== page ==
As quarantine restrictions begin loosening once again, organizations around the globe are busy strategizing to ensure the safety of employees returning to the workplace. Despite plans for social distancing and sanitation, the latest Workforce Pulse Survey by PwC confirms that safety remains a serious concern for many.
A recent article by Deloitte Insights reveals a much larger issue lurking behind these safety concerns. According to Deloitte, employees’ hesitation to return to work stems from lack of trust toward their organizations, managers and peers. As team leaders, coaches, managers — and professionals who support them — how can we develop trust and provide a return-to-work strategy that meets everyone’s needs, regardless of their threshold for personal safety?
Here are three ways to help build trust in organizations and lessen the burden faced by employees today.
Communicate regularly and with transparency.
The Five Behaviors® Model, based on best-selling author Patrick Lencioni’s book The Five Dysfunctions of a Team, identifies Trust as the first step for developing cohesive teams. Within Lencioni’s model, transparency and honesty serve as key ingredients for creating safe, collaborative and vulnerable environments where individuals and teams can achieve positive results.
With this in mind, we as leaders, too, must look to communication as a strategy for rebuilding trust in complex and volatile situations. Inevitably, employees will struggle to adapt to the changes they encounter upon returning to what once was their everyday work environments. As their leader, it is imperative that you practice agility, provide each employee with clear, consistent and apparent expectations, and develop a climate of trust. Ultimately, it’s your responsibility to ensure that your people are part of crafting your organization’s vision and understand their role in realizing that vision.
“The best managers provide steady, realistic direction and lead with excellence, even when the strategy isn't clear.” — Lisa Lai, Managing When the Future is Unclear
In this case, over-communication is widely encouraged, even if forced to use the all powerful phrase, “I don’t know.”
Practice empathy. Another critical component to building trust lies in the ability to demonstrate that you have others’ best interests at heart. That’s where emotional intelligence (also known as EQ) comes in.
A study published last year by our associate partner, Wiley Publishing, found that 97 percent of workers believe, “Developing social and emotional skills is time well spent.” We agree. Practicing these EQ tactics can help to promote a culture of agility, and enable your team members to relax and trust the process you’ve helped put into place:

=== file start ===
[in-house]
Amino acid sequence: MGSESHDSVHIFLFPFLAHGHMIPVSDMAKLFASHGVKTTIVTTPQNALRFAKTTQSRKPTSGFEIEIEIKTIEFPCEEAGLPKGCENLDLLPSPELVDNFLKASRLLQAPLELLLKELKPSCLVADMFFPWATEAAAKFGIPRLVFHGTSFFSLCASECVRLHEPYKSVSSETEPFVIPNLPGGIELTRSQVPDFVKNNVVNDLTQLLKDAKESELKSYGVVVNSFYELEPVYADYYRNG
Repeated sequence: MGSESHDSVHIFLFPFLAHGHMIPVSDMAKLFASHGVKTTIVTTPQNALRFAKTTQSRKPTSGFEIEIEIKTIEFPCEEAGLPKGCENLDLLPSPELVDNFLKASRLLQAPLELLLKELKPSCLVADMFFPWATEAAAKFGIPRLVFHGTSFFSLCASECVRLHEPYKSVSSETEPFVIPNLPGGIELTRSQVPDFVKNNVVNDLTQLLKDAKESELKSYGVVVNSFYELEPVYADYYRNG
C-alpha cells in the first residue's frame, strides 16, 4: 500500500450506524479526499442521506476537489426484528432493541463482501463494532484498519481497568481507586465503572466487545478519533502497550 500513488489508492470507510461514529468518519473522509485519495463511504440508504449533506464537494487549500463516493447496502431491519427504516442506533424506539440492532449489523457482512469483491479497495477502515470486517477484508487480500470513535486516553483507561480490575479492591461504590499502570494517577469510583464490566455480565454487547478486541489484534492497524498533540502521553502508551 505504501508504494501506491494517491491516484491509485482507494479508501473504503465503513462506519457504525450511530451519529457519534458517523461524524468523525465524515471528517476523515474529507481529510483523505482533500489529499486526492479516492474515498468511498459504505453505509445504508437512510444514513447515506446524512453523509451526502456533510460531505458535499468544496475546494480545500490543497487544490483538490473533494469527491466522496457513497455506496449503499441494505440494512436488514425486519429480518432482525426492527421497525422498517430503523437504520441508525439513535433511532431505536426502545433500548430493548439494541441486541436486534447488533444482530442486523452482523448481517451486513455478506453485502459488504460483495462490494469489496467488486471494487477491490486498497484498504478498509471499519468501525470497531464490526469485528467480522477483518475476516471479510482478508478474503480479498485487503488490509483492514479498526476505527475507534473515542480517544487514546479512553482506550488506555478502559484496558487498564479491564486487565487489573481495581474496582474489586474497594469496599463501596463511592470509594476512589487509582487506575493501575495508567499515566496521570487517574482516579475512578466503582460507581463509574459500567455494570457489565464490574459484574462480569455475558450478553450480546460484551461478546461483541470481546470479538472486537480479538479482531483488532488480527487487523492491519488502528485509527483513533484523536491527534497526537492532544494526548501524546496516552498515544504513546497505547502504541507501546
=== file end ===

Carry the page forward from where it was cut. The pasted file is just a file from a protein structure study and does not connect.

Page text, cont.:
Incorporate into your return-to-work strategy the emotional and interpersonal aspects of the situation - Go beyond new regulations and guidelines outlining return-to-work safety plans. Demonstrate your understanding of the unique concerns and issues faced by each individual employee.
Navigate beyond your comfort zone - No one said it would be easy. Take a step back to assess the likely impact these new procedures and practices may have on the emotions and behaviors of each employee. Empathize with and understand the situation from their personal points of view.
Empower others to do the same - Promote social and emotional understanding among employees of different human mindsets organization-wide to create a culture of caring.
Provide professional development training.
For employees to feel truly safe, it is vital that they trust not only you as their leader, but also those around them. The struggle is real; 60 percent of Americans surveyed in a focus group by Deloitte indicated they do not trust their coworkers to social distance.
To overcome these obstacles, many of our clients are putting into place the professional development training and assessment tool The Five Behaviors: Personal Development™. Again based on Lencioni’s Five Behaviors® Model for developing high-performing teams, The Five Behaviors: Personal Development™ generates personalized reports with key insights to teach employees the critical behaviors and interpersonal skills needed to become effective team players and build trust among others — anytime and from anywhere.
Whatever your plan for rebuilding trust among your employees, we urge you, your teams and your organization to consider and evaluate both the short- and long-term implications of your return-to-work strategy. Trust is needed not only to help employees feel safe again in the workplace. It is also a cornerstone of motivation and productivity.
We hope this blog has sparked some additional thoughts about incorporating solutions into your strategy that will help your organization rise together in the aftermath of these uncertain times. We would love to hear your thoughts about how to ensure the safety – including psychological safety – of employees as they return to the workplace.